Dr. Rachel MK Headley

By Dr. Rachel MK Headley

Nurturing a State of Innovation

Nurturing a State of Innovation 150 150 Dr. Rachel MK Headley

Everyone knows that “Change is constant.” But, most of us have no clue how to lead a team in a way that nurtures the creativity and uncertainty that comes with constant change.

When we think about our own actions, we, as C-Suite leaders, are comfortable (even eager) for change. We love to disrupt an industry, or bring a new technology to bear on an old problem, or find a new group of people to support. It’s dynamic and interesting and attention getting (and money making).

For our teams, though, they work best when there are solid knowns. They know the End Game. They are working in their zone of genius. They contribute. They matter. They have security.

Think of personal relationships. People tend to stay in them (or out of them). I have a friend who is a chronic bachelor. Not because he doesn’t want a relationship, but because now adjusting his life to accommodate a partner is a huge hill to climb. I have other friends who are in serial long-term relationships – they can’t be single. And it’s not that they don’t like themselves, it’s that they are familiar with and enjoy the rhythm of having a partner at home. Sameness equals security for many people.

Business is personal, and that same yearning for the Familiar comes through with your team. And change can threaten those feelings of security.

Additionally, people that are dealing with change that is messing with their Familiar go through a very predictable emotional and intellectual transition. After a time of decline, they enter into a phase of incredible creativity and willingness to see the world in a whole new way.  Then, those changes are normalized and become the new Familiar.

The How

Keeping your people in that intellectually creative space is what will serve your organization the best. Your team will be willing to take on new things much easier, and they will have more fun, and be more excited to keep pushing.

So, the essential questions that CEOs must face are:

How do I keep my team in that innovation space for the long term?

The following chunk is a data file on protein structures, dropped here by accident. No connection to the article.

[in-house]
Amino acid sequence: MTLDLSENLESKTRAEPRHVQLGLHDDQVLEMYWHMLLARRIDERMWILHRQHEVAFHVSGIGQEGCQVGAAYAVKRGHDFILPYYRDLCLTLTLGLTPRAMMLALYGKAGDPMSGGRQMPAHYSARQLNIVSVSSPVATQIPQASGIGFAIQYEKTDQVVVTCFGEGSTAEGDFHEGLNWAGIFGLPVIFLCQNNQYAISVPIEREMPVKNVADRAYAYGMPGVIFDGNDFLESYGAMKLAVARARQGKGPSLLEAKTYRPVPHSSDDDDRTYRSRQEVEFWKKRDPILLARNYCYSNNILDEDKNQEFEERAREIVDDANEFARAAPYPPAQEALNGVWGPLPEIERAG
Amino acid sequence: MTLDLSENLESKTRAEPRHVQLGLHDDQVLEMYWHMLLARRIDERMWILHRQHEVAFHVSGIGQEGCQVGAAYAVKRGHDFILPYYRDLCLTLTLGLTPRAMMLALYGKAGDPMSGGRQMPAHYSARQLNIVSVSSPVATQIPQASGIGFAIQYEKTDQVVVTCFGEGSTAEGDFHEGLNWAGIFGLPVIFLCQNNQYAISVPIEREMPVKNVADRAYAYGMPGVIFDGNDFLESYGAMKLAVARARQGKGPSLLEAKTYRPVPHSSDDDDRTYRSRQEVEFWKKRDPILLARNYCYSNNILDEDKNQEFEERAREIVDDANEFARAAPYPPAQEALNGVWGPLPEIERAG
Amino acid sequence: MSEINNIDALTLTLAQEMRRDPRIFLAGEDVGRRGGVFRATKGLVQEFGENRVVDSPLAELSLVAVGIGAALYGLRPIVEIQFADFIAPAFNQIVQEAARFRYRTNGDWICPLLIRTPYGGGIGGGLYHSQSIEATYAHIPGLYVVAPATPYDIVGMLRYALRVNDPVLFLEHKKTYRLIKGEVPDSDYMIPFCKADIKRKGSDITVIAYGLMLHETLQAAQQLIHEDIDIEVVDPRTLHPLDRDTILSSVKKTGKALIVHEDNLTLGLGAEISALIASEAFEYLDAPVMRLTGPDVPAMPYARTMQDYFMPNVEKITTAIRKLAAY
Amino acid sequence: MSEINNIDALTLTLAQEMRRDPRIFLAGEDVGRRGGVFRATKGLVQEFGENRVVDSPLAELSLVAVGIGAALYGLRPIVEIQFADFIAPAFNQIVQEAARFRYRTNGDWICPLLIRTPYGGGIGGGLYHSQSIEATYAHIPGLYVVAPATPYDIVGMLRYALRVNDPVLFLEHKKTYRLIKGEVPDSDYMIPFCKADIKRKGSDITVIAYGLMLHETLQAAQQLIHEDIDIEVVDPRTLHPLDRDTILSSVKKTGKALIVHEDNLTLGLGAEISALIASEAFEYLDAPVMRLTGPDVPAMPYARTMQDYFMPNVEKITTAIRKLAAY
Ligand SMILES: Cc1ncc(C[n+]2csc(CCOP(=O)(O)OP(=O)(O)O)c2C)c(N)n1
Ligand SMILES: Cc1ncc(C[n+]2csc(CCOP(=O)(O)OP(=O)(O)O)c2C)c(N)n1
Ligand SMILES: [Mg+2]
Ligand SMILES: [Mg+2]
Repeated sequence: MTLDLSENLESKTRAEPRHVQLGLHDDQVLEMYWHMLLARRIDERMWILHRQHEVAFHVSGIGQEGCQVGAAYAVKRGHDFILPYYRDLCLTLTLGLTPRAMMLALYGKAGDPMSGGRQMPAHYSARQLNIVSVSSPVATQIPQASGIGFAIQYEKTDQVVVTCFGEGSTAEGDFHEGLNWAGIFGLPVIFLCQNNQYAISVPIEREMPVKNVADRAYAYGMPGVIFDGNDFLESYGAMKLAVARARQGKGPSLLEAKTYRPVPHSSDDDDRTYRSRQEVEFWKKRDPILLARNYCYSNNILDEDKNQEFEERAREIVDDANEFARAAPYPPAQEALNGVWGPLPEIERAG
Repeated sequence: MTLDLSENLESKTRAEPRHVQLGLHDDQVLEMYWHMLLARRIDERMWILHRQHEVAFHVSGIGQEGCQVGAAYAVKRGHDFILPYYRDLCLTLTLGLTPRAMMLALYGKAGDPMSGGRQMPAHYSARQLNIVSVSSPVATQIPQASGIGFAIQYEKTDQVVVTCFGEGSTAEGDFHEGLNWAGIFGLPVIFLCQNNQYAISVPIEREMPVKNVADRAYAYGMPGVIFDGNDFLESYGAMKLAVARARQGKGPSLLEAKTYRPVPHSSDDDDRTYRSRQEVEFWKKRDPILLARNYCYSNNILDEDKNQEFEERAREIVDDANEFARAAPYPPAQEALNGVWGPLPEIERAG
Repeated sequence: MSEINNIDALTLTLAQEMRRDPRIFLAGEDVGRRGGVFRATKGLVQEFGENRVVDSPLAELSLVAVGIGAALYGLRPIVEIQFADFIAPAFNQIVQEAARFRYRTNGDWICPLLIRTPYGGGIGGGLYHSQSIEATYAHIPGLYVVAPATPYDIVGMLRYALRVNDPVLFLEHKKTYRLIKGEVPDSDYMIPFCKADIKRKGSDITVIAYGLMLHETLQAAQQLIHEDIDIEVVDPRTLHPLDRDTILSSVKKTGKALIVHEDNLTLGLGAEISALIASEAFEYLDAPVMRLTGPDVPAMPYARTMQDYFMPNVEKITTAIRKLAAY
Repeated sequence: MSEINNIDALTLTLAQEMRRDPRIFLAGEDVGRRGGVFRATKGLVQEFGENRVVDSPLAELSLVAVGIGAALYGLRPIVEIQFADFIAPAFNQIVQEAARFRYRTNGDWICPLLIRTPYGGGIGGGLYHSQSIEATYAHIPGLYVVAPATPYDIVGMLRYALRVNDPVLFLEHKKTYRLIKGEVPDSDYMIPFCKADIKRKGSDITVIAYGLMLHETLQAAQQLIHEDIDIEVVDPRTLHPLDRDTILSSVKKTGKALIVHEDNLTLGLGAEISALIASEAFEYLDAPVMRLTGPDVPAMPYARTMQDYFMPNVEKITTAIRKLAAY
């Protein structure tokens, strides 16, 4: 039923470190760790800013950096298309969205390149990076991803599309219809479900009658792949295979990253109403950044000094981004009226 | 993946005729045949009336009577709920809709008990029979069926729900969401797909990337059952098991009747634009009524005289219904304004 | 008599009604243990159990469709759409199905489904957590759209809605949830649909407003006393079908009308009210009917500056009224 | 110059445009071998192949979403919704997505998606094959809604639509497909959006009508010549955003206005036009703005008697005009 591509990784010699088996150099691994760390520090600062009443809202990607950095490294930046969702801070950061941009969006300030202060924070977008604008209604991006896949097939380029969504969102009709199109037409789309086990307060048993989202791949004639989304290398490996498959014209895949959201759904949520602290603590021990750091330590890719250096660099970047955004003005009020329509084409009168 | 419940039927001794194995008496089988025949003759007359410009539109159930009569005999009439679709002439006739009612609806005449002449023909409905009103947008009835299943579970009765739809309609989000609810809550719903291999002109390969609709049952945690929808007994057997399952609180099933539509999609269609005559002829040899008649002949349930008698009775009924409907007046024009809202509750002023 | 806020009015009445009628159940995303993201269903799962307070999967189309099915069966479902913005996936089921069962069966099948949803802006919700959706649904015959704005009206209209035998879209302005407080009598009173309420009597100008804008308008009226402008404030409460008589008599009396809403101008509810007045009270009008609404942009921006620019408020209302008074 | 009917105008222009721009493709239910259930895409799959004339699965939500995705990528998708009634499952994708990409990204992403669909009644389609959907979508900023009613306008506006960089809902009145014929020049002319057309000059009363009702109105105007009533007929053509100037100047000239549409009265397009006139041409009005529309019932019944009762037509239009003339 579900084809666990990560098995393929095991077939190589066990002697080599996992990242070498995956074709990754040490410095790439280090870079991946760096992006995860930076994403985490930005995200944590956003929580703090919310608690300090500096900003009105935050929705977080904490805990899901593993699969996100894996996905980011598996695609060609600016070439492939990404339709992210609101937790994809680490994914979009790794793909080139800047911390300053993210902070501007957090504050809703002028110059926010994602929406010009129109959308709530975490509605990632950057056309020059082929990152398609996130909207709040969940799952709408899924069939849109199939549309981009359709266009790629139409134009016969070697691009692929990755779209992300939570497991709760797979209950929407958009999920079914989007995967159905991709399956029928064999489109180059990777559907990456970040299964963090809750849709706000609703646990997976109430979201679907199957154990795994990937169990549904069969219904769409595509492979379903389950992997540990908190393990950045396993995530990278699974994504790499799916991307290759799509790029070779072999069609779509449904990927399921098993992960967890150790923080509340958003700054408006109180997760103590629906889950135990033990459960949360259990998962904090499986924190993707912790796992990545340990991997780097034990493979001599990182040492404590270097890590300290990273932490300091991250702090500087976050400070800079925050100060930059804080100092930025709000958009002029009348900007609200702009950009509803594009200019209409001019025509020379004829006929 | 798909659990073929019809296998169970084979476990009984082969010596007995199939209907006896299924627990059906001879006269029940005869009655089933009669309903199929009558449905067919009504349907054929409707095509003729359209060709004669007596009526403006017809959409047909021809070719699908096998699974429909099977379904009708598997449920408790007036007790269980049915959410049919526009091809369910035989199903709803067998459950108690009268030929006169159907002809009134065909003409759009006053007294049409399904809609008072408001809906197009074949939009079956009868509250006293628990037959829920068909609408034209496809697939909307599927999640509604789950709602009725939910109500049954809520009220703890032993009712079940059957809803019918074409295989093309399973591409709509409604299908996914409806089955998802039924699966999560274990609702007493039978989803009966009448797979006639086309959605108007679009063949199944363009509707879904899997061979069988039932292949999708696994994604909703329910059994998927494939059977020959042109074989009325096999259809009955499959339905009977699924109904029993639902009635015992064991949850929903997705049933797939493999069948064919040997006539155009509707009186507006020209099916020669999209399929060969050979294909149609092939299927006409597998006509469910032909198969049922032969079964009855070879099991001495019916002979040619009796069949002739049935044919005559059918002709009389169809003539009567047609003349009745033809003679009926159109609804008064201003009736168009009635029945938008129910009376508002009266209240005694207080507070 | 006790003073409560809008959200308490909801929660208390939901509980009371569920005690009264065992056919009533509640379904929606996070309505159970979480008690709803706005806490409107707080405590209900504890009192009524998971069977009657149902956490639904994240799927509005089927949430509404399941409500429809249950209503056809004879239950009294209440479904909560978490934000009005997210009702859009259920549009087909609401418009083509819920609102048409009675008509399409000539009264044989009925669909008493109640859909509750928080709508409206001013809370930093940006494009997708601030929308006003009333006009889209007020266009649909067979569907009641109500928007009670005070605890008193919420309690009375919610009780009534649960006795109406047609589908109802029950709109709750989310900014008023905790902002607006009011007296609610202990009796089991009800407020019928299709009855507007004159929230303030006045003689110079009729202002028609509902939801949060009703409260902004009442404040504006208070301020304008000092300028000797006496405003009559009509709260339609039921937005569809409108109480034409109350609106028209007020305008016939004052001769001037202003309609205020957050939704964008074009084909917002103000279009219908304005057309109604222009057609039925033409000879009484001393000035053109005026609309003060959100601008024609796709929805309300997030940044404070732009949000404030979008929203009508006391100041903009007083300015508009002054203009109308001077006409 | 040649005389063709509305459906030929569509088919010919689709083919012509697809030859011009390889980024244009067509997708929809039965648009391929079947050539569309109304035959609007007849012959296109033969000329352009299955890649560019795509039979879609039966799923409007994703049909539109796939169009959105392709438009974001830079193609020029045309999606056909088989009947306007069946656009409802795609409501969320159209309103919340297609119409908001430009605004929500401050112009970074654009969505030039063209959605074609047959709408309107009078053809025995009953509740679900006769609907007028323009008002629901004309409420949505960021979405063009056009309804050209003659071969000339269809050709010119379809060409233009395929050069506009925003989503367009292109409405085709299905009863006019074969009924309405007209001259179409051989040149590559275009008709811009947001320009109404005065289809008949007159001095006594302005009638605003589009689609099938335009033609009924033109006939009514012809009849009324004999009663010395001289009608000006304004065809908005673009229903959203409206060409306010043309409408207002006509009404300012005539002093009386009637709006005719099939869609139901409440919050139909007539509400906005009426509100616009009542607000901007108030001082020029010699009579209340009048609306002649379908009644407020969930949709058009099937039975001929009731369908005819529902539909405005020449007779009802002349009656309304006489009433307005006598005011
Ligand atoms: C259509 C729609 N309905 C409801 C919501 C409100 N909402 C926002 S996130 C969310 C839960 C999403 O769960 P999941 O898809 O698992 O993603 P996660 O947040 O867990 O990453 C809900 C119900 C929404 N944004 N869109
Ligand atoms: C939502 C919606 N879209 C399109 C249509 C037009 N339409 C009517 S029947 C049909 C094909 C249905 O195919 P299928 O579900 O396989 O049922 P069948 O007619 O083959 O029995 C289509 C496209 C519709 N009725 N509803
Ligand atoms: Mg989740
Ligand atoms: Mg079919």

To make creativity the Familiar instead of the exception?

And what are the pitfalls to doing so?

The answers to those questions will echo your own experiences, but we, as CEOs, tend to live here. But it’s an entirely different kettle of fish to invite your team to the party.

Be sure you focus on these 5 things:

  1. Keep the End Game in mind. As long as everything connects with the End Game logically, your team will take it on.
  2. Allow space for emotional ups and downs. The most challenging part of having your team live in this space is that there can be wide swings between a positive and negative outlook. Some ideas will be great and other will be atrocious. On some days success seems impossible, and on other days success seems inevitable. Be ready to let these swings happen and to step into actively manage them if necessary.
  3. Celebrate the little things. Because you are in a constant state of change, you rarely have ONE BIG THING that you’re always working on. So, be sure that you’re high-fiving in the hallway over smaller accomplishments.
  4. Recognize your change types. Some of your people won’t really like all this change business. And that’s okay, but, be aware of who those folks are in your organization, and give them tasks in their zone of genius. Let them pour over stats that no one else wants to touch. You know whom I’m talking about.
  5. Change fatigue. Change fatigue is a thing for companies that implement change poorly. It tends to crop up when leadership does not include staff, or the change seems arbitrary, unnecessary, unaligned, or dissonant. As long as you connect to your End Game and allow for team involvement, change will be as exciting for them as it is for you.

 

 

 

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